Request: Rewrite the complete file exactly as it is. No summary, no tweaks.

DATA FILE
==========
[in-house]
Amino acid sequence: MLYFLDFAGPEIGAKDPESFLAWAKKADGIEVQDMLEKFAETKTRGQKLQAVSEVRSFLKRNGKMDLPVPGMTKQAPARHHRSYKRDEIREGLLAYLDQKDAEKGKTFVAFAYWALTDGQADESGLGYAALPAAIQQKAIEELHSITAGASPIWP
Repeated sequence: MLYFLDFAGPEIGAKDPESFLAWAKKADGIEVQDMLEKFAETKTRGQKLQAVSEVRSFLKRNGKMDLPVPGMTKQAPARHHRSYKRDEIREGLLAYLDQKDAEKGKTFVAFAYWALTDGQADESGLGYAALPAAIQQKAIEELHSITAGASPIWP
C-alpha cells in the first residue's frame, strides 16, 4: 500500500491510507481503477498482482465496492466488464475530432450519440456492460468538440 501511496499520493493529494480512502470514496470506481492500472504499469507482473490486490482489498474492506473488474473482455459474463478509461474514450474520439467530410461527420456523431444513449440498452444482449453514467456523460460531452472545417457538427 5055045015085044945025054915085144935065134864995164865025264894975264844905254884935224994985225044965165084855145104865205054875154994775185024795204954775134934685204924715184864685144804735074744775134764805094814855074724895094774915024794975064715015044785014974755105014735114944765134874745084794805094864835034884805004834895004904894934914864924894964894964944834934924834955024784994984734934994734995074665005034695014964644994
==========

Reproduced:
[in-house]
Amino acid sequence: MLYFLDFAGPEIGAKDPESFLAWAKKADGIEVQDMLEKFAETKTRGQKLQAVSEVRSFLKRNGKMDLPVPGMTKQAPARHHRSYKRDEIREGLLAYLDQKDAEKGKTFVAFAYWALTDGQADESGLGYAALPAAIQQKAIEELHSITAGASPIWP
Repeated sequence: MLYFLDFAGPEIGAKDPESFLAWAKKADGIEVQDMLEKFAETKTRGQKLQAVSEVRSFLKRNGKMDLPVPGMTKQAPARHHRSYKRDEIREGLLAYLDQKDAEKGKTFVAFAYWALTDGQADESGLGYAALPAAIQQKAIEELHSITAGASPIWP
C-alpha cells in the first residue's frame, strides 16, 4: 500500500491510507481503477498482482465496492466488464475530432450519440456492460468538440 501511496499520493493529494480512502470514496470506481492500472504499469507482473490486490482489498474492506473488474473482455459474463478509461474514450474520439467530410461527420456523431444513449440498452444482449453514467456523460460531452472545417457538427 5055045015085044945025054915085144935065134864995164865025264894975264844905254884935224994985225044965165084855145104865205054875154994775185024795204954775134934685204924715184864685144804735074744775134764805094814855074724895094774915024794975064715015044785014974755105014735114944765134874745084794805094864835034884805004834895004904894934914864924894964894964944834934924834955024784994984734934994734995074665005034695014964644994